VistaMilk Quantify Carbon Sequestration

The project commenced in February 2021, and is a four year project. Science Foundation Ireland provides the bulk of the funding and Dairy Research Ireland provides the industry contribution.
Carbon Sequestration Research Small 2
Research team and flux tower on a farmers land in the Agricultural Catchment Programme Timoleague catchment - Source: Teagasc

The new National Climate plan aims to reduce GHG emissions from the State by 51% by 2030, and this poses a considerable challenge for Irish Agriculture. Enhancing soil organic carbon (SOC) sequestration and reducing soil-based CO2 emissions offers the potential to reduce emissions whilst maintaining productivity and to further reduce the C footprint of Irish agricultural produce.

Agricultural soils are currently reported as a net source of carbon emissions due to historic drainage of peat soils for agricultural use. Changing management of drained peat soils provides an opportunity to reduce emissions and protect our largest carbon sink, with over a billion tonnes of carbon stored in these soils.

Reducing carbon emissions and enhancing C sequestration also offers value for money, with abatement from organic soils alone representing savings ranging from €109m to €327m over the period 2021-2030, but this is highly uncertain. National data are required to better quantify soil carbon emissions and sinks from agricultural land, enable mitigation measures to be included in the national inventory, and enable Ireland to benefit from the 2018 EU Effort Sharing Regulation.

Tower On Agricultural Catchment Programme Timoleague Catchment
Flux tower on a farmers land in the Agricultural Catchment Programme Timoleague catchment – Source: Teagasc

Accurate estimates of net emissions from our drained organic soils and carbon sinks associated with mineral soils is essential to enable the sector to achieve the ambitions set out in the Programme for Government, and the EU Farm to Fork communication strategy, as well as having the potential to create a very positive narrative around emissions in agriculture for the dairy sector.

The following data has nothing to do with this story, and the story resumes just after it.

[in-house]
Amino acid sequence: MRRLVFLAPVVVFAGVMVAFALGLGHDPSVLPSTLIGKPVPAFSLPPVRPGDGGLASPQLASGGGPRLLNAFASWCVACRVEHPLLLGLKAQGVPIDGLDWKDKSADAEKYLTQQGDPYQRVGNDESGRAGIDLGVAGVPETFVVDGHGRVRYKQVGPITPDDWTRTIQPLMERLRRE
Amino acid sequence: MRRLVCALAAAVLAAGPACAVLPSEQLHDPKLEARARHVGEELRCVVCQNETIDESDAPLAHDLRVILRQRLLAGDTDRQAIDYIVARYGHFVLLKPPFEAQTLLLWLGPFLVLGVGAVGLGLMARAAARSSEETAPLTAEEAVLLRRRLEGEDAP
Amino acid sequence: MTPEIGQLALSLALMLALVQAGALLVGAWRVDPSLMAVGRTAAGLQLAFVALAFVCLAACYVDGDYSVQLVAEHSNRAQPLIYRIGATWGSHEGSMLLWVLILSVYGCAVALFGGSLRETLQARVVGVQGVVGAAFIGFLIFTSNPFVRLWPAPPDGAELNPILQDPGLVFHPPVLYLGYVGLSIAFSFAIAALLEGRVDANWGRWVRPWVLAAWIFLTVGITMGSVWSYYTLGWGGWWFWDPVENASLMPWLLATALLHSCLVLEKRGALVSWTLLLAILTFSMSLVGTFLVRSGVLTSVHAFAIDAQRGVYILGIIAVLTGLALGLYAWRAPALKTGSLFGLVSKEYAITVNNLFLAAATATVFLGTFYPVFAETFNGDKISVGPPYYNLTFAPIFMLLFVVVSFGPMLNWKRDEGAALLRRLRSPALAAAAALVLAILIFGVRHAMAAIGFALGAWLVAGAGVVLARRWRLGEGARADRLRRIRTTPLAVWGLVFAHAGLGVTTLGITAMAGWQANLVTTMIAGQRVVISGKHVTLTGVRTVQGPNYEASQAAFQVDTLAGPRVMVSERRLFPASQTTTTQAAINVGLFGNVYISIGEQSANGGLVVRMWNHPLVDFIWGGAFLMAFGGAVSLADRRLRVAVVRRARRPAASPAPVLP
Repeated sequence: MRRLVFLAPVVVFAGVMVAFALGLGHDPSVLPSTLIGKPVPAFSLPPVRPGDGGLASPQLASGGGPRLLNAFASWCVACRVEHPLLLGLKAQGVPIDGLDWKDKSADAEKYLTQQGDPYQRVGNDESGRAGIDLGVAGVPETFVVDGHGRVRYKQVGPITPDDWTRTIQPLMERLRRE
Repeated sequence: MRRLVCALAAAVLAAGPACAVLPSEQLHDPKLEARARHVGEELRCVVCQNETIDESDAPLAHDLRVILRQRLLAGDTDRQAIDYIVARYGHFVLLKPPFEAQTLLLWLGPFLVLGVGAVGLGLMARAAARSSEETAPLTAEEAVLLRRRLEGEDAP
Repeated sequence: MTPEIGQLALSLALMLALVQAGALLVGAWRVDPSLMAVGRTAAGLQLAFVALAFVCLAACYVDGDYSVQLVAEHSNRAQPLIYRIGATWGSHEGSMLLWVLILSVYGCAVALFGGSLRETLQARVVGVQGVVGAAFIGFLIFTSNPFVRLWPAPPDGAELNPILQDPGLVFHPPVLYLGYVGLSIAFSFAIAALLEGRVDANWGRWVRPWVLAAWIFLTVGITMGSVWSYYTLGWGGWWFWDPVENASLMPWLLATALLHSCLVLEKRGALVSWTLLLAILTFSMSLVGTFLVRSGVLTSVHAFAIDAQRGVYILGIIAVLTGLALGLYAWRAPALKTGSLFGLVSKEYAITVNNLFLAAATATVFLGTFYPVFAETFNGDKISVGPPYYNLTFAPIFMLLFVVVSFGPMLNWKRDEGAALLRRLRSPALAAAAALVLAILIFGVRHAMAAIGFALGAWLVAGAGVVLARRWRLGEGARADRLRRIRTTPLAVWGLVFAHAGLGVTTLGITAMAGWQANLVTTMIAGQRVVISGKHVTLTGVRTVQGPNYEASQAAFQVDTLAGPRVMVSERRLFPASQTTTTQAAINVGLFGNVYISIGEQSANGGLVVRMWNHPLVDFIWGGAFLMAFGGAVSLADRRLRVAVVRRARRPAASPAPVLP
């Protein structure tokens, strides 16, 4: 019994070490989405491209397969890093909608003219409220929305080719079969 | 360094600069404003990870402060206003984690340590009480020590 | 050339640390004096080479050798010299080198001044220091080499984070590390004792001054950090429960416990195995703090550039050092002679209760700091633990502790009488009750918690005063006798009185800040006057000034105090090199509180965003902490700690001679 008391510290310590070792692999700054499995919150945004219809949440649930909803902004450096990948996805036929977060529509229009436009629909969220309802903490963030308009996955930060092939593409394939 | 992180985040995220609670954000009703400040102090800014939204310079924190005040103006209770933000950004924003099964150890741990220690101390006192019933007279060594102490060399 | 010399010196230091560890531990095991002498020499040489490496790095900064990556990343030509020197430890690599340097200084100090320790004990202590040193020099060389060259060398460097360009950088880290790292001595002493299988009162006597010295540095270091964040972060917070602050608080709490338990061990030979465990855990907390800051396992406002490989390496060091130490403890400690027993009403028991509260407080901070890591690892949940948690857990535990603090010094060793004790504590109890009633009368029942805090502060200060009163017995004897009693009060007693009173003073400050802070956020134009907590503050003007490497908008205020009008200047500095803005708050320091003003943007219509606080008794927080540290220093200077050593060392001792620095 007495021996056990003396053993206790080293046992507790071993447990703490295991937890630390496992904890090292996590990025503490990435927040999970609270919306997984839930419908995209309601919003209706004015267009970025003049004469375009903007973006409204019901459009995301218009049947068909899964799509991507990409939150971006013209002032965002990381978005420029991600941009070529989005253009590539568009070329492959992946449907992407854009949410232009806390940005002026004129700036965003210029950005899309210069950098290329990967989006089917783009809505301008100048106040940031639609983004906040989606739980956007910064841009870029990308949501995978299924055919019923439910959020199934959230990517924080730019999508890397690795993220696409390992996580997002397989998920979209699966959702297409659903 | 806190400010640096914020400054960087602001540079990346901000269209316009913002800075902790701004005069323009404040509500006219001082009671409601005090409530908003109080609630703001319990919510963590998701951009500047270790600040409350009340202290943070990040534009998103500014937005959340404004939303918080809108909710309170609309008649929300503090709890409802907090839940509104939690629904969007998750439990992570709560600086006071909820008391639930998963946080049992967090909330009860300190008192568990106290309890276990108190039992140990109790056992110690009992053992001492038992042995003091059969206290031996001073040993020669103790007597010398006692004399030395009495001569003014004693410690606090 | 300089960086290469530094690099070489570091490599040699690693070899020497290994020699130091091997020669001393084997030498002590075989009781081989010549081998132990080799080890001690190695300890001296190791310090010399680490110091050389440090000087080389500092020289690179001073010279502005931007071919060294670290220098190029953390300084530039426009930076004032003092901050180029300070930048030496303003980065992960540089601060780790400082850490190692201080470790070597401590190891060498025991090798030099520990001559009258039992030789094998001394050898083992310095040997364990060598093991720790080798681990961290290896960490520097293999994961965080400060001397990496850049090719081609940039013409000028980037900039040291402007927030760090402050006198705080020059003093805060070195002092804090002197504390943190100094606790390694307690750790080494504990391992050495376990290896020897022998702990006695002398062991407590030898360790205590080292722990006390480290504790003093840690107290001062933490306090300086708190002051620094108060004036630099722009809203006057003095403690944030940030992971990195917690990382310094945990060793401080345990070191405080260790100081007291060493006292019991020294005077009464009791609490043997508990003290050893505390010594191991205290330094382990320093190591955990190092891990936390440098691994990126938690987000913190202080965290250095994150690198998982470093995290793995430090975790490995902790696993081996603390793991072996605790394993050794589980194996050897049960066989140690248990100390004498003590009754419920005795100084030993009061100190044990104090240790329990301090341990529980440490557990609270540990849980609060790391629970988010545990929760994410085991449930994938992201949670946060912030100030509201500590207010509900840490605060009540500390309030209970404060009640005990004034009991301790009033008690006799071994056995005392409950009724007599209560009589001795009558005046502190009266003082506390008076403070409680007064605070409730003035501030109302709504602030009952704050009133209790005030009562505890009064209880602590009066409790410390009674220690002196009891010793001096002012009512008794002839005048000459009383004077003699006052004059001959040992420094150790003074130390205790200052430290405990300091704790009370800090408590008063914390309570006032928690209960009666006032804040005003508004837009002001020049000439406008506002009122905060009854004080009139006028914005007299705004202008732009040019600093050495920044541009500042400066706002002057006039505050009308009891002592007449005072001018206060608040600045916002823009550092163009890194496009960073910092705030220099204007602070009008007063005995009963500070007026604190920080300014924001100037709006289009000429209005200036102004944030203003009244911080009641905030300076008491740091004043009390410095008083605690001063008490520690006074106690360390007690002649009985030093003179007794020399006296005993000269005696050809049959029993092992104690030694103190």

Annual changes in soil carbon, in response to land use change or land management change, are small relative to background soil carbon levels and it can take a number of years to verify measurable levels.

The project will involve Soil C Monitoring on a variety of soils and management types, carbon dioxide flux monitoring, Field Scale monitoring for mineral soils, remote sensing and activity data and ecosystem modelling of Carbon, Nitrogen and water cycles, building on the recent funded national  agricultural soil carbon observatory (–air-quality/soil-carbon/national-agricultural-soil-carbon-observatory/) by the Department of Agriculture, Food and the Marine.


The outputs will be

  • Quantification of gross carbon sequestration of managed pasture across a range of soil types for inclusion in Life Cycle Assessment.
  • It will quantify the carbon sequestration potential of pasture management, and establish the relationships between changes in carbon dioxide fluxes and changes in soil carbon pools associated with pasture management.

Modelling of carbon sinks and sources will allow for a move towards Tier 3 land management factors. Refinement of the models will allow for the development of more accurate decision support tools for farmers in terms of relating sward management decisions to enhanced carbon sequestration.